As noted in Bulletin No. 4, the ball mill does the grinding. However, the pump and cyclones determine what material the mill grinds. Recall the term “CSE”, the circuit “Classification System Efficiency”, which is the percentage of coarse (plus P80 size) material inside the mill. So the “CSE” is also the percentage of the mill power doing useful grinding, the rest being wasted on over-grinding of what is already minus P80 size material. The role of the pump and cyclones is to maximize the “CSE”.
First and foremost, as also explained in Bulletin No. 4, we always want a high circulating load ratio (CLR). Given the same CLR of 350%, see below how increasing the cyclone water usage affects the ratio of the water going back to the mill. This ratio is called the ‘bypass fraction’, and carries fine solids with it back into the ball mill. By keeping the circulating load and underflow percent solids the same, while increasing water in the cyclone feed, we reduce the bypass fraction. In this example, the net result was close to a 10% increase in CSE, and so a net 10% increase in grinding circuit efficiency and capacity.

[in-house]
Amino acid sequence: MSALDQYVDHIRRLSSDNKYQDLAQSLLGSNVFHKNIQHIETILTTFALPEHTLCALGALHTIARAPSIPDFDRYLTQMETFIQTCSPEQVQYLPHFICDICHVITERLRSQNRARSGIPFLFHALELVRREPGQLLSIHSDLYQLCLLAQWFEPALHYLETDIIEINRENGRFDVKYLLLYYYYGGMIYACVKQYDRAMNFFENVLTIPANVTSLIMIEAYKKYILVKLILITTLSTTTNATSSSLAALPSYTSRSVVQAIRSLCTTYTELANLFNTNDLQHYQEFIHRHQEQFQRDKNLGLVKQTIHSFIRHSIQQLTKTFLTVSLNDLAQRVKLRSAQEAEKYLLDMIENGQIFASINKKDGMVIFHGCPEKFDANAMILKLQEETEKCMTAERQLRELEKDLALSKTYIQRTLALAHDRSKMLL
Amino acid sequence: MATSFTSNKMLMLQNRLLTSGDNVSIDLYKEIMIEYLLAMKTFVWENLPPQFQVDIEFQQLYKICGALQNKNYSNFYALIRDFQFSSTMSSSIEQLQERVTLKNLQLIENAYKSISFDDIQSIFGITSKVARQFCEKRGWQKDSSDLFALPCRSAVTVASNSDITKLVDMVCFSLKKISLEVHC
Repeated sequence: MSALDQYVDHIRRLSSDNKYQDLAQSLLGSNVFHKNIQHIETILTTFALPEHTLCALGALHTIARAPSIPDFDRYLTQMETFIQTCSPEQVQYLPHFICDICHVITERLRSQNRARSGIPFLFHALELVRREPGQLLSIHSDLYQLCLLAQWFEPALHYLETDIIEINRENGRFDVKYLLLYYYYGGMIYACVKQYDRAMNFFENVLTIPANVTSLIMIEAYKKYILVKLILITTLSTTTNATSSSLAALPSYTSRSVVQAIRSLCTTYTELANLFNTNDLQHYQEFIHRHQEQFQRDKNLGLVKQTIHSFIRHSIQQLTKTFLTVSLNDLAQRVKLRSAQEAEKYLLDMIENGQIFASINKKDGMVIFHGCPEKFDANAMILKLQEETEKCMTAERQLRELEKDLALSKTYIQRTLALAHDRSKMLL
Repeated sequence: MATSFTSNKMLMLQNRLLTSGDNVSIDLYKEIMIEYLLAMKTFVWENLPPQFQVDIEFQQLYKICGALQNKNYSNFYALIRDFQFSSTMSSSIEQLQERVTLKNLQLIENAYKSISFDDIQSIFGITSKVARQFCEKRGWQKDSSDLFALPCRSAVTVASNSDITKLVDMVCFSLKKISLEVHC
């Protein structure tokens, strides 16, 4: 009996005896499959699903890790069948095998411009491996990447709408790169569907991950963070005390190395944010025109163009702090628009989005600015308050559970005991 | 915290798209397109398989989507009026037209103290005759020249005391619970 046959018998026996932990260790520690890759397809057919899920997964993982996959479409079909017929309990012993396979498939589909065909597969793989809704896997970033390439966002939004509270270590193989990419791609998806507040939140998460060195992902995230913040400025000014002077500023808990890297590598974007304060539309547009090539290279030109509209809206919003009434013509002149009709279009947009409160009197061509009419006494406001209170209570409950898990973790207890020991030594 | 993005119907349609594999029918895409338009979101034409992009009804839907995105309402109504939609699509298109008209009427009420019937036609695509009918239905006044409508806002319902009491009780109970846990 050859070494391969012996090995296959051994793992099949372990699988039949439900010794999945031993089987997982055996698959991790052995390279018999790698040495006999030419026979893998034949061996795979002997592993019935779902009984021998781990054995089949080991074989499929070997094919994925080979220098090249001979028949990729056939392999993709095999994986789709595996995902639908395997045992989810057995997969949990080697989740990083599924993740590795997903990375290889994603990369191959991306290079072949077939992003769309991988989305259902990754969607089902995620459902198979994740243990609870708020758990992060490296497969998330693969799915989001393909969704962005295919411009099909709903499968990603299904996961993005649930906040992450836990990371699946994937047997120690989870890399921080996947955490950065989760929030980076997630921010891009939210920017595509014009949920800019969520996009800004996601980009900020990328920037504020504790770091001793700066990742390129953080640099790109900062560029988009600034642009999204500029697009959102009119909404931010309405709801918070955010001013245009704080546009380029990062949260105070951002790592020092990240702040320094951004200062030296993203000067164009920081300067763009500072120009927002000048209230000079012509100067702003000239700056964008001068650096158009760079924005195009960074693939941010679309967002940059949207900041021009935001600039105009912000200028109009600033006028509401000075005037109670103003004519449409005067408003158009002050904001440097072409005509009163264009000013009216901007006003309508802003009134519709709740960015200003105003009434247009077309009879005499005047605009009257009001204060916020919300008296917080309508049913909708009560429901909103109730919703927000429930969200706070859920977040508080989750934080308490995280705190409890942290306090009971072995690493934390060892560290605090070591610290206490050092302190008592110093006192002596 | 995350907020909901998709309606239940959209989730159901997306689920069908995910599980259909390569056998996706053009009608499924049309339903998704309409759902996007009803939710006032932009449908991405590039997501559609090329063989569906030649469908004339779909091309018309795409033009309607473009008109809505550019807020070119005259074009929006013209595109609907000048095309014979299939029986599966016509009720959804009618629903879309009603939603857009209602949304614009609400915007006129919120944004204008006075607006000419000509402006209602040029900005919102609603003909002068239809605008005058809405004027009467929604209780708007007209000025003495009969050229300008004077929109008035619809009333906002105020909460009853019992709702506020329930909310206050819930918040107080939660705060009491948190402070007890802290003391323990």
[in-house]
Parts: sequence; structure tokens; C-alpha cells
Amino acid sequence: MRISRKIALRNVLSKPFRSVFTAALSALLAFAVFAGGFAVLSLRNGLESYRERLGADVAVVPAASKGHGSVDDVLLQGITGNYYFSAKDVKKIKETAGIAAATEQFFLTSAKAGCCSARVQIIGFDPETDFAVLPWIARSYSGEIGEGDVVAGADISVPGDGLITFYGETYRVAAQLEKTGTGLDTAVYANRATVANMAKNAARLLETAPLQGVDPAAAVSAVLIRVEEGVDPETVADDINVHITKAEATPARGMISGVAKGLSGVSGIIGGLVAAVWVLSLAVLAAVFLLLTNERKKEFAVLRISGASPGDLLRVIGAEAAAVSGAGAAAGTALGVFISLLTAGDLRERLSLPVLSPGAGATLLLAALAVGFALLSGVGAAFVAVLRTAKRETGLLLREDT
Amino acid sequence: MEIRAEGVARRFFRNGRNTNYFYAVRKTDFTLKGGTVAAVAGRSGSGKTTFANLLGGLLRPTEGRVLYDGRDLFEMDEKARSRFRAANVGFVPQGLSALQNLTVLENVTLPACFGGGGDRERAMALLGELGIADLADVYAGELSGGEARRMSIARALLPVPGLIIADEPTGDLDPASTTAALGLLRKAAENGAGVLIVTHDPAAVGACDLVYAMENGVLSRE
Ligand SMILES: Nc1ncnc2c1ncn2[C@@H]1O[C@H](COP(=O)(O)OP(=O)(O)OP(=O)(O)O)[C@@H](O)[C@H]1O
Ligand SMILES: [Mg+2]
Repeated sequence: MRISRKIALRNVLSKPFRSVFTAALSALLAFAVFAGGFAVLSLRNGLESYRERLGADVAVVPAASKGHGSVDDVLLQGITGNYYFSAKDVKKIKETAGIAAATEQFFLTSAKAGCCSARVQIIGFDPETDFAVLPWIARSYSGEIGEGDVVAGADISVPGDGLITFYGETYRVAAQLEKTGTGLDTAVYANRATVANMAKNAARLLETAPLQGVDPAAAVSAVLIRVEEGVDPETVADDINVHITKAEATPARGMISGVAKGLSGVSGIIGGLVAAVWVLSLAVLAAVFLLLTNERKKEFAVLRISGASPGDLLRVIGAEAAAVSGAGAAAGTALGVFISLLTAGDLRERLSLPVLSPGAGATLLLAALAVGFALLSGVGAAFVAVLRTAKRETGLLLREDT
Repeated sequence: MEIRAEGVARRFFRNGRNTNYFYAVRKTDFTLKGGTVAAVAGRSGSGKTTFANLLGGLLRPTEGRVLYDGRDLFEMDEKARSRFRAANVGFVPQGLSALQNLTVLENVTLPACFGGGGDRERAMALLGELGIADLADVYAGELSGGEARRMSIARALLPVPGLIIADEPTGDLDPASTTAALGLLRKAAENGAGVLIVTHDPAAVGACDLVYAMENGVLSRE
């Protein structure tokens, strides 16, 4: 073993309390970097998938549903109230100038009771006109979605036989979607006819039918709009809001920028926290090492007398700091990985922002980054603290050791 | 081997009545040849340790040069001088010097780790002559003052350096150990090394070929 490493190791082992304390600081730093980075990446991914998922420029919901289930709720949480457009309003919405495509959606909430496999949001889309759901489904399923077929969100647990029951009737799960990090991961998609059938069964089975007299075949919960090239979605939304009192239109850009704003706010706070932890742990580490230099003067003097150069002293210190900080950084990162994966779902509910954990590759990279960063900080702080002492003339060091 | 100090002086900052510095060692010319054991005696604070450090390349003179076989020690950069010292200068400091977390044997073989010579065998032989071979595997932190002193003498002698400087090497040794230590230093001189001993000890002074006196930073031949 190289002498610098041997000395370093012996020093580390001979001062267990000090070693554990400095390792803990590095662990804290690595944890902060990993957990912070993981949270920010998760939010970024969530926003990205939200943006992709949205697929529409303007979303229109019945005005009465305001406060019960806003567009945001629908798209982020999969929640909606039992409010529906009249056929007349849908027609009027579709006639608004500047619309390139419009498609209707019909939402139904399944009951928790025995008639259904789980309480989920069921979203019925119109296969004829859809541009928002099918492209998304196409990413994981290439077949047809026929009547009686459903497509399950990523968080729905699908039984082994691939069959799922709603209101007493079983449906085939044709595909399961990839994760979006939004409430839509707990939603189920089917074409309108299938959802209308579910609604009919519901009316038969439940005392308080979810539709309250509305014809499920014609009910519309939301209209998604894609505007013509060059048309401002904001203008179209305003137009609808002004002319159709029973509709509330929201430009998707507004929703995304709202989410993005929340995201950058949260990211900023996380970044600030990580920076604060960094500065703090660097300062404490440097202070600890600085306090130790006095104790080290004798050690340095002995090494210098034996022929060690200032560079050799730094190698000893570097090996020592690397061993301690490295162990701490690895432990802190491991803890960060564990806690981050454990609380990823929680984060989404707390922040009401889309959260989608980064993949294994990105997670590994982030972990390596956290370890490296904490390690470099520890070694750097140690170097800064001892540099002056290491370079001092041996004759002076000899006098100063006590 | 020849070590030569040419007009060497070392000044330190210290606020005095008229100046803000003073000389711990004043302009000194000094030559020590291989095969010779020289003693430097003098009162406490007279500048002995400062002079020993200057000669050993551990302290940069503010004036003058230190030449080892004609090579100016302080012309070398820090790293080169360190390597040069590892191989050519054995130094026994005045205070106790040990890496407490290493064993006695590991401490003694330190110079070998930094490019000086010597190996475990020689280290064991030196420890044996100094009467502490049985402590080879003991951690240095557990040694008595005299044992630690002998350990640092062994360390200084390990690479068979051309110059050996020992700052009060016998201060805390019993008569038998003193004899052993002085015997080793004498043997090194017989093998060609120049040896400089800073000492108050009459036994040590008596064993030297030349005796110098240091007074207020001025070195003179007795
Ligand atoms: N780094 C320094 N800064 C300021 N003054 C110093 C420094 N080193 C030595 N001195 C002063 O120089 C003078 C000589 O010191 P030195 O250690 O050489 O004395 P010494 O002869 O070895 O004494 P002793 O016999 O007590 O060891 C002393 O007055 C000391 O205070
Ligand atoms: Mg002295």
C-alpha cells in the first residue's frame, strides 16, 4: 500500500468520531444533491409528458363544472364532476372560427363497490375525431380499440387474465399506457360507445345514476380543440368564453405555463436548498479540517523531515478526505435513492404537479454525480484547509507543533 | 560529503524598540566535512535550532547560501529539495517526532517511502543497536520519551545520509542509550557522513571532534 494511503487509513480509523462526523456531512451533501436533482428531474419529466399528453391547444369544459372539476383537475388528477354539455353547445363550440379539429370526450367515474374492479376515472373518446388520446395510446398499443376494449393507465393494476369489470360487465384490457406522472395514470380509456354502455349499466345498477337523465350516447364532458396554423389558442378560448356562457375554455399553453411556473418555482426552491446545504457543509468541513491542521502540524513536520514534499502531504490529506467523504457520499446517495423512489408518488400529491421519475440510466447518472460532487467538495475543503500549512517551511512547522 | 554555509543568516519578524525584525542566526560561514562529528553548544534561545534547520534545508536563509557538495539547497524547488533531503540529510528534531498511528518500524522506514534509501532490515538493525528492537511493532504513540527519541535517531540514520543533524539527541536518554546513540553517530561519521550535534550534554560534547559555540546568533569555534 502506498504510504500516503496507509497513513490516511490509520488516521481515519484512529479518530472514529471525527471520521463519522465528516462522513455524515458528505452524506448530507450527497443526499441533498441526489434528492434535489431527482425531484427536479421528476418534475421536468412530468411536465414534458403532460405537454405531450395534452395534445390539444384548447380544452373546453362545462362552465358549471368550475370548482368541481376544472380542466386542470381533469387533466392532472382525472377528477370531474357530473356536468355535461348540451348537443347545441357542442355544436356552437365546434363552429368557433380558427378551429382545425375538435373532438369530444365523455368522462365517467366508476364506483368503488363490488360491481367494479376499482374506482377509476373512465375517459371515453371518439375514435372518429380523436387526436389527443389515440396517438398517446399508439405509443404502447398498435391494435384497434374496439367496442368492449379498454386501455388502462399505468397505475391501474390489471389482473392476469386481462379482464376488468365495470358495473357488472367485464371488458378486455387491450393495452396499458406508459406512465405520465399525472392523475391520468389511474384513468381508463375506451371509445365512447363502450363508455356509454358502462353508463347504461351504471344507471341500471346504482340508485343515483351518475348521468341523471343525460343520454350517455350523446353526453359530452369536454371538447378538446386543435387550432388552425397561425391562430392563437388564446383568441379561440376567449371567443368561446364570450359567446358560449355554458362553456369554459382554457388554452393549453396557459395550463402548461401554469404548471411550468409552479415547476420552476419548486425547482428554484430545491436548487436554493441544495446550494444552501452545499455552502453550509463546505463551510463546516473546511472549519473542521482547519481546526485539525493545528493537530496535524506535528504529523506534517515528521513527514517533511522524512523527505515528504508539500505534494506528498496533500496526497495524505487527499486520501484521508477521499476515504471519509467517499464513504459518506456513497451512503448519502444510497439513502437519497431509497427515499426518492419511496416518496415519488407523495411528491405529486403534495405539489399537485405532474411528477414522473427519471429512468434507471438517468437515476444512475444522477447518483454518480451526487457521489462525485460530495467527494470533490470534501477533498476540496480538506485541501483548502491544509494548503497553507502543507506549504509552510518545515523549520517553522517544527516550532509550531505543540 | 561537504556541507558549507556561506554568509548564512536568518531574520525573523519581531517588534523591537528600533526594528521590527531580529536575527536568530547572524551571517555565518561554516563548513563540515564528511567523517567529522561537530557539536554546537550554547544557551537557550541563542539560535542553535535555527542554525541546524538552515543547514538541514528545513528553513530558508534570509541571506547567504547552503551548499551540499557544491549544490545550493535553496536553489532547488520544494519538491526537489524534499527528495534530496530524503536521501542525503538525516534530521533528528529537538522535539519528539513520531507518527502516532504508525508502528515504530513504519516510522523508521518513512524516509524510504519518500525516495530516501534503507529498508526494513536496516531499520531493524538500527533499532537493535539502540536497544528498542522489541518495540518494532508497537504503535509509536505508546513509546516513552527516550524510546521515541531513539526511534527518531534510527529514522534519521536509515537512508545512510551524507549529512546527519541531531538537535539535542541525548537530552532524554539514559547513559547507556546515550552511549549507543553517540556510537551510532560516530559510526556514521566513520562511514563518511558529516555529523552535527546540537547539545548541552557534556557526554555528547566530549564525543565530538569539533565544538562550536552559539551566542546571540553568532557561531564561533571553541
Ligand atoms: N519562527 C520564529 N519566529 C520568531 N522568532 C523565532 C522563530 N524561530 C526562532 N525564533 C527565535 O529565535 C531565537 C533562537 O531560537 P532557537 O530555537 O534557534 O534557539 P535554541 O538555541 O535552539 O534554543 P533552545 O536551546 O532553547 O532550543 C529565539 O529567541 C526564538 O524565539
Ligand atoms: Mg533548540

This process requires making pump and cyclone adjustments. The Streamline™ ball mill circuit modeling program can be used to determine the needed equipment adjustments and calculate the associated increase circuit efficiency.